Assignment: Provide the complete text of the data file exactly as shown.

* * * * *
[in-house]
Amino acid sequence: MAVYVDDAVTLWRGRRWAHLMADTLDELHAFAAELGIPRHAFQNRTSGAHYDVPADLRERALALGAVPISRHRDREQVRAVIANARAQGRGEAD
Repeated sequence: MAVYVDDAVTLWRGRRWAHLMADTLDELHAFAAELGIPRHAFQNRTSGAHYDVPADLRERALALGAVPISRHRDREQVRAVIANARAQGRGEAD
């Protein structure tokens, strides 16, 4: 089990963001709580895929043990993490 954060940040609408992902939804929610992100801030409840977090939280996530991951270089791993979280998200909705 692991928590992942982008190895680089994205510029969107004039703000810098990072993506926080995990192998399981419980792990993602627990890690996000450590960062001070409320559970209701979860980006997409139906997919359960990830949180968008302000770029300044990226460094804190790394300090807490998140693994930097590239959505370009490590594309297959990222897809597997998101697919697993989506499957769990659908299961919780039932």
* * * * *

[in-house]
Amino acid sequence: MAVYVDDAVTLWRGRRWAHLMADTLDELHAFAAELGIPRHAFQNRTSGAHYDVPADLRERALALGAVPISRHRDREQVRAVIANARAQGRGEAD
Repeated sequence: MAVYVDDAVTLWRGRRWAHLMADTLDELHAFAAELGIPRHAFQNRTSGAHYDVPADLRERALALGAVPISRHRDREQVRAVIANARAQGRGEAD
């Protein structure tokens, strides 16, 4: 089990963001709580895929043990993490 954060940040609408992902939804929610992100801030409840977090939280996530991951270089791993979280998200909705 692991928590992942982008190895680089994205510029969107004039703000810098990072993506926080995990192998399981419980792990993602627990890690996000450590960062001070409320559970209701979860980006997409139906997919359960990830949180968008302000770029300044990226460094804190790394300090807490998140693994930097590239959505370009490590594309297959990222897809597997998101697919697993989506499957769990659908299961919780039932």